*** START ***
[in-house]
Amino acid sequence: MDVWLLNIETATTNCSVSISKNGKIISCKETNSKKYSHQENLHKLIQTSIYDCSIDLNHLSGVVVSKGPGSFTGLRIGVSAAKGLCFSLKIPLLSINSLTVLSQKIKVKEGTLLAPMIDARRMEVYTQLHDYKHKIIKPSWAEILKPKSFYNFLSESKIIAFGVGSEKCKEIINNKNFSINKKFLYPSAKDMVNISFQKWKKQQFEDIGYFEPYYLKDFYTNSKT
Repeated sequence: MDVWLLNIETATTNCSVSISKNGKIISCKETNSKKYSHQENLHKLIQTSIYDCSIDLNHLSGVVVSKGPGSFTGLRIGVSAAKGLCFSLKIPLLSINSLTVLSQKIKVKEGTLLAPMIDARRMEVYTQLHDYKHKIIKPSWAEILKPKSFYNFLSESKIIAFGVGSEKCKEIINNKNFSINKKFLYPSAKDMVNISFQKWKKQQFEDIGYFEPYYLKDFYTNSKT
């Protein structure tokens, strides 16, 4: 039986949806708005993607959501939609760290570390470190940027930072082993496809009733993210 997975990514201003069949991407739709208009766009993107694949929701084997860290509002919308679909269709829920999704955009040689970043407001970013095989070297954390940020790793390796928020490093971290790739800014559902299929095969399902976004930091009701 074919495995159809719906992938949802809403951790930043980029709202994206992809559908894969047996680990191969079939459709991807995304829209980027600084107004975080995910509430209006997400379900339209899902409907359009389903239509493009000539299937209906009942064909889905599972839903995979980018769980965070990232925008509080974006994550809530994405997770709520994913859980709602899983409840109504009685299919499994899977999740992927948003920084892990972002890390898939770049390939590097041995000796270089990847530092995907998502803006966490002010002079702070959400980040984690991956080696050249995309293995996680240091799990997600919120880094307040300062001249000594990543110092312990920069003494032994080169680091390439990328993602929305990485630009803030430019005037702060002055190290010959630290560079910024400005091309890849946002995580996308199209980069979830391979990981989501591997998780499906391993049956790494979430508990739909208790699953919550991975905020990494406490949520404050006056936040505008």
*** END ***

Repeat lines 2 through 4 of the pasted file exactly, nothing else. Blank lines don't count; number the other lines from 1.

Amino acid sequence: MDVWLLNIETATTNCSVSISKNGKIISCKETNSKKYSHQENLHKLIQTSIYDCSIDLNHLSGVVVSKGPGSFTGLRIGVSAAKGLCFSLKIPLLSINSLTVLSQKIKVKEGTLLAPMIDARRMEVYTQLHDYKHKIIKPSWAEILKPKSFYNFLSESKIIAFGVGSEKCKEIINNKNFSINKKFLYPSAKDMVNISFQKWKKQQFEDIGYFEPYYLKDFYTNSKT
Repeated sequence: MDVWLLNIETATTNCSVSISKNGKIISCKETNSKKYSHQENLHKLIQTSIYDCSIDLNHLSGVVVSKGPGSFTGLRIGVSAAKGLCFSLKIPLLSINSLTVLSQKIKVKEGTLLAPMIDARRMEVYTQLHDYKHKIIKPSWAEILKPKSFYNFLSESKIIAFGVGSEKCKEIINNKNFSINKKFLYPSAKDMVNISFQKWKKQQFEDIGYFEPYYLKDFYTNSKT
């Protein structure tokens, strides 16, 4: 039986949806708005993607959501939609760290570390470190940027930072082993496809009733993210 997975990514201003069949991407739709208009766009993107694949929701084997860290509002919308679909269709829920999704955009040689970043407001970013095989070297954390940020790793390796928020490093971290790739800014559902299929095969399902976004930091009701 074919495995159809719906992938949802809403951790930043980029709202994206992809559908894969047996680990191969079939459709991807995304829209980027600084107004975080995910509430209006997400379900339209899902409907359009389903239509493009000539299937209906009942064909889905599972839903995979980018769980965070990232925008509080974006994550809530994405997770709520994913859980709602899983409840109504009685299919499994899977999740992927948003920084892990972002890390898939770049390939590097041995000796270089990847530092995907998502803006966490002010002079702070959400980040984690991956080696050249995309293995996680240091799990997600919120880094307040300062001249000594990543110092312990920069003494032994080169680091390439990328993602929305990485630009803030430019005037702060002055190290010959630290560079910024400005091309890849946002995580996308199209980069979830391979990981989501591997998780499906391993049956790494979430508990739909208790699953919550991975905020990494406490949520404050006056936040505008």